What is an ACL injury?
An ACL injury can happen when the knee locks while engaging in routine sporting motions like pivoting, cutting, sidestepping, or during an awkward landing. The damage can also occur as a result of a direct blow to the knee that forces it into a distressing position.
According to the American Orthopedic Society for Sports Medicine, about 150,000 ACL injuries occur annually in the U.S., costing Americans more than $500 million in related healthcare expenses.
Symptoms of an ACL injury may include:
- A loud “pop” sound
- Extreme pain
- Unable to continue the activity
- Swelling of the knee that progressively worsens
- Inability to put weight on the injured leg or discomfort when walking
Severe ACL tears usually require surgery to repair. The procedure involves removing the damaged ligament and replacing it with another ligament from the patient’s own body or a donor.
Recovery After ACL Surgery
ACL surgery is typically the first step on the road to full recovery. Following the procedure, it is critical for patients to embark on a rehabilitation plan under the guidance of a certified physical therapist. For athletes like Lauren, the rehab phase took on even greater significance.
“My first impressions coming here was that everything was very clean, the equipment looked awesome, and the facilities were well-equipped as opposed to other places that I’ve seen,” she says. “Everyone from the trainers to the front desk made me feel welcome as soon as I walked in the door.”
With tryouts for the Orlando Magic Dance Team just over the horizon, Lauren appreciated how her therapists took into consideration her unique goals and created a recovery timeline to ensure she was ready for the big day.
“I had very sport-specific goals, so I did have a timeline for my recovery,” Lauren says. “The trainers based my entire rehabilitation program on my timetable and made sure I got to exactly where I needed to be. They made me feel confident about my ability to get on track with my workouts and lifestyle.”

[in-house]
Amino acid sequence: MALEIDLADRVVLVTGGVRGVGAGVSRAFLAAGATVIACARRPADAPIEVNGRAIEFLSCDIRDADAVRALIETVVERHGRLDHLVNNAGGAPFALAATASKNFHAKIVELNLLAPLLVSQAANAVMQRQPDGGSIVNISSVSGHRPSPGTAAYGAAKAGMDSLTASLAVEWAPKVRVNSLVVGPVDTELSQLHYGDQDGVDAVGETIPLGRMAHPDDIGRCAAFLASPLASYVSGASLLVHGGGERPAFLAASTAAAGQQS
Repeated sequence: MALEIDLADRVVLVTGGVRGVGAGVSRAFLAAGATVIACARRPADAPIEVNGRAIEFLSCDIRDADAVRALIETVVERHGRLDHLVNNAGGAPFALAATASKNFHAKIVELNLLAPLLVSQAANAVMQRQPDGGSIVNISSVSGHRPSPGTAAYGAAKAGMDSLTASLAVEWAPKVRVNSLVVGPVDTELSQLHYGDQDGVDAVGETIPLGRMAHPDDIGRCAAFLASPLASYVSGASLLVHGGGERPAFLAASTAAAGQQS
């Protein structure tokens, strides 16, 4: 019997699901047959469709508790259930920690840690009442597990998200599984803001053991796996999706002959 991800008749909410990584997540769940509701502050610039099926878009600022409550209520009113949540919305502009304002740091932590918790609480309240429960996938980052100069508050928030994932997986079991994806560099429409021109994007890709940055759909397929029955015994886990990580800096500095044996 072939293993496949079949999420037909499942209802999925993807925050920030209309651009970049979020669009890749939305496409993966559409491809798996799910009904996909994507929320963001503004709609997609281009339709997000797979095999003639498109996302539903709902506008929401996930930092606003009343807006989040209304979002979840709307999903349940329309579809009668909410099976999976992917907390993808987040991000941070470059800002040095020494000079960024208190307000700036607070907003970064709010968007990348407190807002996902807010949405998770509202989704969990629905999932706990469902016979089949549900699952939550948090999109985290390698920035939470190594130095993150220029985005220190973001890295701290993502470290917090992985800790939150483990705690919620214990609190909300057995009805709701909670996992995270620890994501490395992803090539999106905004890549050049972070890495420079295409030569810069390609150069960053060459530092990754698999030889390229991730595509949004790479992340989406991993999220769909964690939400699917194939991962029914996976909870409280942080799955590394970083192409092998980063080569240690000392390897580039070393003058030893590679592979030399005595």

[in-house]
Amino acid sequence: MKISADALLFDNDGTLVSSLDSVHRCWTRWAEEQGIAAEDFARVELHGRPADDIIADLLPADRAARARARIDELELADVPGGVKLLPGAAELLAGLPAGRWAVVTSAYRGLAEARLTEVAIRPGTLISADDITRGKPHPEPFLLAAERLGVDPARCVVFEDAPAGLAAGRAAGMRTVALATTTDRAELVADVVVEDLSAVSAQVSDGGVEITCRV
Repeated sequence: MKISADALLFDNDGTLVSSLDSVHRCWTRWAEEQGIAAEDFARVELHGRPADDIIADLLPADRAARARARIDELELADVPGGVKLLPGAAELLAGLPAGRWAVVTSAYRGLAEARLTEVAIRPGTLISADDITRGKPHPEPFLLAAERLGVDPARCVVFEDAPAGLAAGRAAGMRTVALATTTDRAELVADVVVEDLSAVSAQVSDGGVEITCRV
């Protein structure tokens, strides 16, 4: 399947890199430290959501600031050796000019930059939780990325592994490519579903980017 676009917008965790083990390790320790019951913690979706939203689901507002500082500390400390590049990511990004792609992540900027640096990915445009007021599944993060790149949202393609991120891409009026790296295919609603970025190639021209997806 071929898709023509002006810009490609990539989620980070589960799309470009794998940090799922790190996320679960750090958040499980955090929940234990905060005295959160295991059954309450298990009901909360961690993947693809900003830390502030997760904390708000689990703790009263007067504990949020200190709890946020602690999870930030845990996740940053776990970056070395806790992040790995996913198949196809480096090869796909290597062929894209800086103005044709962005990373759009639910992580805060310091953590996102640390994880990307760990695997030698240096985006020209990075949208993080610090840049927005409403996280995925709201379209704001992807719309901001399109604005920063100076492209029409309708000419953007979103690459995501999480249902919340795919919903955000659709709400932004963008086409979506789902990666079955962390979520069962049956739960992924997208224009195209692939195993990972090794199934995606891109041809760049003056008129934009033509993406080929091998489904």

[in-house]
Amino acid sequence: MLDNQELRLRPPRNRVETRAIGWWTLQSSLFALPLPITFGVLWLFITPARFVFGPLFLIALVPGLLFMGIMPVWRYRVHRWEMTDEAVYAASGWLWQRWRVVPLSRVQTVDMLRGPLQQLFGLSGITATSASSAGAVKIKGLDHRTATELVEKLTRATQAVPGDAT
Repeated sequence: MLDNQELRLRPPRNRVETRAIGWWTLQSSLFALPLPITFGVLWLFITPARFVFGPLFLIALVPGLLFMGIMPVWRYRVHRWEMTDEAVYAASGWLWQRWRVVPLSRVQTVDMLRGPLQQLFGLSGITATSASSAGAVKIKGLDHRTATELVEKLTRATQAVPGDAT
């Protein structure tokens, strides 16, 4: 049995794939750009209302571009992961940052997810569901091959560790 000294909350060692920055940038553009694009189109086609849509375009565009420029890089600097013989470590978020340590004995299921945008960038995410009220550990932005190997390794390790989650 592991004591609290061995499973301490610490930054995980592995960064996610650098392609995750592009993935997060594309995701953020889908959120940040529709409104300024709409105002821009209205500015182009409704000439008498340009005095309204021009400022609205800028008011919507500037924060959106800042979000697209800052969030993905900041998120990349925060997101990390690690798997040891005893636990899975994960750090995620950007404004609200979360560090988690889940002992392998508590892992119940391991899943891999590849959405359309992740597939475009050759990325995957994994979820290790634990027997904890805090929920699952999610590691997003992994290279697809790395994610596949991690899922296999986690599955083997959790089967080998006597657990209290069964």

The general timeline for ACL repair recovery is about six months, and continuous physical therapy is a vital component to help restore range of motion, to strengthen the knee, and to improve flexibility.
Returning to activity too quickly can risk further injury. Lauren was impressed by how her therapists made sure her progress was safe and results-oriented.
“When I came in for a session they made me feel like I was working towards the goal but never past my limit to the point of worrying about re-injury,” she says. “It was always very productive, always for a reason, and very helpful.”
Within six to eight weeks of surgery physical therapists will introduce dynamic agility and more vigorous strengthening exercises. Patients usually start with slower, shorter strides and then gradually increase the speed and length of the drill when comfortable and feeling in control of their movement. Examples of dynamic practices include:
- Skipping forward, backward, and sideways
- Quick steps forward and stopping
- Fast stepping in place
Following her successful recovery, Lauren is grateful to the entire Ability Rehabilitation staff.
“Thanks to the trainers at Ability, I feel confident getting back on track with dancing, and I’ll be ready for auditions for the Magic again,” she says.
“To anyone else that has an injury, I would definitely, 100%, recommend Ability Rehab. All the trainers here are excellent, and they’ll get you to where you need to be in your recovery.”